On The Way: The Daily Zen Journal

October 16, 2023

Walking the Middle Path-Commentary on The Sutra of the Middle Way

Thich Nhat Hanh (1926-2022)

One day Buddha asked the monk Sona:
“Is it true that before you became a monk you were a musician?”
Sona replied that it was so.

The Buddha asked, “What happens if the string of your instrument is too loose?”
“When you pluck it, there will be no sound,” Sona replied.
“What happens when the string is too taut?”
“It will break.”

“The practice of the Way is the same,” said the Buddha.

The Sutra on the Middle Way has profound and wonderful meaning. But only when we discover how to apply the teachings in it to our daily lives can they be truly beneficial. Even when we are able to talk eloquently about the Middle Way, no-self, or Dependent Co-arising, we still need to ask: How can these teachings be put into practice every day?

The first way is to notice our attachment to the teachings themselves. Not only do views such as permanence and self need to be transcended, so do impermanence, non-self, and nirvana. The Buddha says the teachings are like a raft that helps us to the other shore. Once there, we leave the raft on the shore for others to use. The teachings, like the raft, need to be released.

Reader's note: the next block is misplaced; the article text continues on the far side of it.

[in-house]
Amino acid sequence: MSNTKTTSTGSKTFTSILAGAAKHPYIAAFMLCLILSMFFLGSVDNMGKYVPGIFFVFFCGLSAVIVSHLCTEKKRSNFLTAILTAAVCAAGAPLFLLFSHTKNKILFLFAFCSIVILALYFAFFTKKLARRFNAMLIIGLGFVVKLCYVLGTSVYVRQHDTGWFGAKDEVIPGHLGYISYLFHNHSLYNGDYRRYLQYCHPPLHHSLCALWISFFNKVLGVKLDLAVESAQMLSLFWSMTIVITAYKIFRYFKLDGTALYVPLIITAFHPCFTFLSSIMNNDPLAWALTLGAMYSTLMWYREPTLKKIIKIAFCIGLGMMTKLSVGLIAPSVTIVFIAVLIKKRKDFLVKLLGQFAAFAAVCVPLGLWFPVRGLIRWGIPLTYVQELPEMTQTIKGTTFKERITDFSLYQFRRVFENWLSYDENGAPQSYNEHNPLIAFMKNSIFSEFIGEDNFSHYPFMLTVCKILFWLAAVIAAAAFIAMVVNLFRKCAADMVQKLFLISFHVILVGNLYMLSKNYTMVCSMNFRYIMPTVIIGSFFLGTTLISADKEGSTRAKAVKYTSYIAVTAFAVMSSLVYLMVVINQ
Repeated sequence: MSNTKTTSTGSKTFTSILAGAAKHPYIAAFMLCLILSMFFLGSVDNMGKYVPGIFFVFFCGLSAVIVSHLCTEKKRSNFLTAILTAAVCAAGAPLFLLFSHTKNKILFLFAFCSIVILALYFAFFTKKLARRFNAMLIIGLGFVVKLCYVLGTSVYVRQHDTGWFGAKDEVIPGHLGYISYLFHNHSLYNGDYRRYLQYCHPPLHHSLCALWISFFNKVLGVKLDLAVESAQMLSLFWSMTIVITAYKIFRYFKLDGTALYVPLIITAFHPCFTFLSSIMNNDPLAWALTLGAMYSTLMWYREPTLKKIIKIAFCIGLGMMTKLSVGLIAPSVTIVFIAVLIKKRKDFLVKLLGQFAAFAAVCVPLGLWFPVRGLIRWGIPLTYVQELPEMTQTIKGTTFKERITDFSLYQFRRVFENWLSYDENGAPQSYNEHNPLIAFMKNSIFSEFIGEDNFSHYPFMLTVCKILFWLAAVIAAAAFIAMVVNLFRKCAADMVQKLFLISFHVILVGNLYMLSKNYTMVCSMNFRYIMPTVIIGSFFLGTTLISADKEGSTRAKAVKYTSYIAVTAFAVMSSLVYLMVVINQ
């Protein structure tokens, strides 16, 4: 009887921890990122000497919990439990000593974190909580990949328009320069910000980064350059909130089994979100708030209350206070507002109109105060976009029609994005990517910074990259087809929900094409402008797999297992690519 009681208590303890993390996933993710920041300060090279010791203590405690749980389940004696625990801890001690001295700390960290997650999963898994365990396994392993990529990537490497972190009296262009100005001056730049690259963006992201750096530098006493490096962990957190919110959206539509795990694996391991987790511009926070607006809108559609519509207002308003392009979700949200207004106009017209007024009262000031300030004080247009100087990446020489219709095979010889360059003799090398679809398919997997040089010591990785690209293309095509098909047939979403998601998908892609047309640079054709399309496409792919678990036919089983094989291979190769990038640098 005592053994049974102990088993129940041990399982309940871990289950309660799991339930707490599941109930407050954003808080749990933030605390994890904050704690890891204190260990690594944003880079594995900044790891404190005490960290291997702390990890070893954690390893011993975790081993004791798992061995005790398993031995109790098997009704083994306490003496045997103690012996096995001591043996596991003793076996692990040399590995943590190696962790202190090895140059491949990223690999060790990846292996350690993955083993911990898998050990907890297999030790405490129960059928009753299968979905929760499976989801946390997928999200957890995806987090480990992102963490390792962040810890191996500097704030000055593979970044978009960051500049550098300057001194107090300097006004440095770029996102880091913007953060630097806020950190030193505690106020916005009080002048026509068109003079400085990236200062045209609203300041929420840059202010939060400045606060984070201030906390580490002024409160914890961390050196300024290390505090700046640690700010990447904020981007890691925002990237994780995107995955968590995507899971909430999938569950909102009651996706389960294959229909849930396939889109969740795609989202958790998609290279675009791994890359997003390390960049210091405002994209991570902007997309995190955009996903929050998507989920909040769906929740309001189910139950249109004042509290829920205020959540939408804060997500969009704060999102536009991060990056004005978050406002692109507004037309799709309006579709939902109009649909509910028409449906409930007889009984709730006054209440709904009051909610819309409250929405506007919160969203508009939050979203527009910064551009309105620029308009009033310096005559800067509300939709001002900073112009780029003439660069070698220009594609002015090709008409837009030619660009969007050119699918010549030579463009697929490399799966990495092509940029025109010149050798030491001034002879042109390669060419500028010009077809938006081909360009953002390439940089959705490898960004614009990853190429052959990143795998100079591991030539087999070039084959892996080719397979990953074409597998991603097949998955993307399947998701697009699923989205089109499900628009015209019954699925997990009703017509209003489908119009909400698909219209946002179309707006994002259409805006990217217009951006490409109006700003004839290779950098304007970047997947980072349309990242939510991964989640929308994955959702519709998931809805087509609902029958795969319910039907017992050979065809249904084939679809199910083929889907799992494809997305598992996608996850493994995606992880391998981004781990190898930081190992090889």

It’s said that near the end of his life the Buddha said, “In forty-five years of teaching I have not said anything.”

In fact, he said a lot of things, but he didn’t want his listeners to get caught in his words. For ease of understanding, we speak of teachings such as impermanence, non-self, and interbeing as right views. But we know these are teachings to help us, they’re not theories.

For example, the notion of impermanence is to help us overcome the notion of permanence; it’s not a truth to be worshipped. The teachings need to be handled skillfully so we don’t get caught in them.

When presenting the twelve links of Dependent Co-arising, the Buddha says that “ignorance gives rise to impulses.” “Ignorance” means that we don’t understand what is happening, so we behave in a certain way. If we were able to see clearly, we would behave differently.

Each of us is caught, to a larger or smaller extent, in our emotions, in our difficulties, and in our experiences of suffering in the past. Because we’re caught, we repeat the same suffering over and over again. We have a habit energy of reacting to circumstances in a rote way. We tell ourselves that the next time this happens we won’t react in the old way—as we did two hundred years ago.

So why do we keep repeating this? Every time we behave like this we make others suffer, and we ourselves suffer.

Our habit energy is what causes us to repeat the same behavior thousands of times. Habit energy pushes us to run, to always be doing something, to be lost in thoughts of the past or the future and to blame others for our suffering. And that energy does not allow us to be peaceful and happy in the present moment.

The practice of mindfulness helps us to recognize that habitual energy. Every time we can recognize the habit energy in us, we are able to stop and to enjoy the present moment. The energy of mindfulness is the best energy to help us embrace our habit energy and transform it.